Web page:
This results in target device 150 sending a DONE(CREDIT TIMEOUT) primitive to initiator 110, which is replaced by expander 130 with a Fast Context Switching (FCS) DONE(SWITCH) primitive. Then, in accordance with FCS, part of the existing connection is then locally closed between expander 130 and target 150, and the remaining partial connection is reused to establish a connection between initiator 110 and target device 160 (e.g., by use of an FCS Switch Address Frame). An OPEN ACCEPT is then sent from initiator 110 to target 160 to establish the new, higher priority connection between initiator 110 and target 160.

FIG. 6 is a message diagram illustrating further communications between SAS devices in an exemplary embodiment. FIG. 6 differs from FIG. 5 in that data is being transferred from initiator 110 to target device 150 (e.g., in order to write data to target device 150), instead of from target device 150 to initiator 110.

In FIG. 6, a connection between initiator 110 and target device 150 is first established. Then, data frames, EOFs, ACKs, and RRDYs are exchanged between the two devices to exchange data. However, when a connection manager of expander 130 receives a new, high priority OAF (i.e., for a connection via a PHY that is already in use), the connection manager operates differently.

Here, instead of replacing an EOF primitive with an EOF_SWITCH primitive, the expander replaces an ACK with an ACK_SWITCH primitive (which indicates that a high priority OAF is waiting at an expander in the given connection path) at 610. Thus, regardless of whether initiator 110 is reading data (as in FIG. 5) or is writing data (as in FIG. 6), initiator 110 receives a primitive which tells it that a high priority connection is waiting. Therefore, initiator 110 can immediately send CREDIT_BLOCKED and DONE primitives to target device 150 in order to close/reuse the connection in a similar manner to that described with regard to FIG. 5.

While FIGS. 5-6 describe high priority connections that are requested by target devices in order to communicate with initiators, the principles described above can be applied to requests sent by any suitable end devices.

FIG. 7 is a block diagram of an exemplary Open Address Frame (OAF) 700 that includes priority information. According to FIG. 7, OAF 700 maintains priority information as a multi-bit field occupying bytes 24-27. Thus, many levels of priority may be defined for different OAFs in this embodiment. In one embodiment, each of the new primitives discussed above (e.g., EOF_SWITCH and ACK_SWITCH) are implemented as 32 bit DWORD codes.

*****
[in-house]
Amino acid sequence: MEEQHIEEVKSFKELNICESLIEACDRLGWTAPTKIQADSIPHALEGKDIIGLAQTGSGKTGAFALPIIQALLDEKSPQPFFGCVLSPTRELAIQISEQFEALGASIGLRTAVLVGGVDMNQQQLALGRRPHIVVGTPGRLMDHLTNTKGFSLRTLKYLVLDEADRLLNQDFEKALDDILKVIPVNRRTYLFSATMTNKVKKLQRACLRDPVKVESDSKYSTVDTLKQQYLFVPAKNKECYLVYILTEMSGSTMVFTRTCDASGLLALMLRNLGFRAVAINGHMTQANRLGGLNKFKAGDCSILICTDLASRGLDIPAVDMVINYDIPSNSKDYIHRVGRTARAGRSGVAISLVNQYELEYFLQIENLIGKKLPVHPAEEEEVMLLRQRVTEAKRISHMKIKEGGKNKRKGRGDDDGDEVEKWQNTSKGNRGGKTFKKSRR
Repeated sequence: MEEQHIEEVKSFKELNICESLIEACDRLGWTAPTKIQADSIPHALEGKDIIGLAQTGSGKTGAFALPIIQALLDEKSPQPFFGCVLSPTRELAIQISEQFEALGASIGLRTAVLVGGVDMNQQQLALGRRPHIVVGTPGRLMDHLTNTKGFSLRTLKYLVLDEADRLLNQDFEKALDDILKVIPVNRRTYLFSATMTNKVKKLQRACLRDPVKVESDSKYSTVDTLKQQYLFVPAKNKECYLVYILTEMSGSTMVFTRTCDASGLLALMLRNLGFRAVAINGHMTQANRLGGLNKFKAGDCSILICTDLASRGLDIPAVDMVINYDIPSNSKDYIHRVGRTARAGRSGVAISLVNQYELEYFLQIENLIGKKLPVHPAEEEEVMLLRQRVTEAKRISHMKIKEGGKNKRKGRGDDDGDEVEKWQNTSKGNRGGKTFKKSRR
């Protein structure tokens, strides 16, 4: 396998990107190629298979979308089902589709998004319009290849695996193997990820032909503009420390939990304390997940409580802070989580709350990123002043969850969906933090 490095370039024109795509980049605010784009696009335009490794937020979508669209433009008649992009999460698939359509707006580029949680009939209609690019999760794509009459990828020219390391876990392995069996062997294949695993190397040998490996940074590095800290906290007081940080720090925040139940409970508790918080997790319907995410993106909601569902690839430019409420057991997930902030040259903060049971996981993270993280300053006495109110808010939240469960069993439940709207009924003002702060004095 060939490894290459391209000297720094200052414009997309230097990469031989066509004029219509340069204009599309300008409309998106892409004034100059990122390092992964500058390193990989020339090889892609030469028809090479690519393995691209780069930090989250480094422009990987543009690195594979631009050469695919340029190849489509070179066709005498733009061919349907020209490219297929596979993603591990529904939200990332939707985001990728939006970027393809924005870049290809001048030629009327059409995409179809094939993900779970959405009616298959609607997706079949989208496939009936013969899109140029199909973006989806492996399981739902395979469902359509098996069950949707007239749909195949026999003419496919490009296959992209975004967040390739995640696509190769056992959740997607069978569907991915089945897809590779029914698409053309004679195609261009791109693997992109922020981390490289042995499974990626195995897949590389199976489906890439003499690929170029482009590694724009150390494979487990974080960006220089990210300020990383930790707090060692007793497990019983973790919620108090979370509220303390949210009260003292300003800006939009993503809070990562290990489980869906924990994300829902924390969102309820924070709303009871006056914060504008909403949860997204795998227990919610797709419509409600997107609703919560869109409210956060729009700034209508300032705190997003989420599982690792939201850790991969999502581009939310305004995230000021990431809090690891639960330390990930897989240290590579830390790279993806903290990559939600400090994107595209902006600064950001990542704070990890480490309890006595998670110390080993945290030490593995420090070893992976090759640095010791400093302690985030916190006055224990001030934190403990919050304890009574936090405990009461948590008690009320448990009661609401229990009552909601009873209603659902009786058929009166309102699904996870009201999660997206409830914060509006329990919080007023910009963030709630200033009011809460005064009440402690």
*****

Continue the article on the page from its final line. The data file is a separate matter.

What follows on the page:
Embodiments disclosed herein can take the form of software, hardware, firmware, or various combinations thereof. In one particular embodiment, software is used to direct a processing system of SAS architecture 100 (e.g., a SAS initiator and/or a SAS expander) to perform the various operations disclosed herein. FIG. 8 illustrates an exemplary processing system 800 operable to execute a computer readable medium embodying programmed instructions. Processing system 800 is operable to perform the above operations by executing programmed instructions tangibly embodied on computer readable storage medium 812. In this regard, embodiments of the invention can take the form of a computer program accessible via computer readable medium 812 providing program code for use by a computer or any other instruction execution system (e.g., processing system 800). For the purposes of this description, computer readable storage medium 812 can be anything that can contain or store the program for use by the computer (e.g., processing system 800).

Computer readable storage medium 812 can be an electronic, magnetic, optical, electromagnetic, infrared, or semiconductor device. Examples of computer readable storage medium 812 include a solid state memory, a magnetic tape, a removable computer diskette, a random access memory (RAM), a read-only memory (ROM), a rigid magnetic disk, and an optical disk. Current examples of optical disks include compact disk—read only memory (CD-ROM), compact disk—read/write (CD-R/W), and DVD.

Processing system 800, being suitable for storing and/or executing the program code, includes at least one processor 802 coupled to program and data memory 804 through a system bus 850. Program and data memory 804 can include local memory employed during actual execution of the program code, bulk storage, and cache memories that provide temporary storage of at least some program code and/or data in order to reduce the number of times the code and/or data are retrieved from bulk storage during execution.

Input/output or I/O devices 806 (including but not limited to keyboards, displays, pointing devices, etc.) can be coupled either directly or through intervening I/O controllers. Network adapter interfaces 808 may also be integrated with the system to enable processing system 800 to become coupled to other data processing systems or storage devices through intervening private or public networks. Modems, cable modems, IBM Channel attachments, SCSI, Fibre Channel, and Ethernet cards are just a few of the currently available types of network or host interface adapters. Presentation device interface 810 may be integrated with the system to interface to one or more presentation devices, such as printing systems and displays for presentation of presentation data generated by processor 802.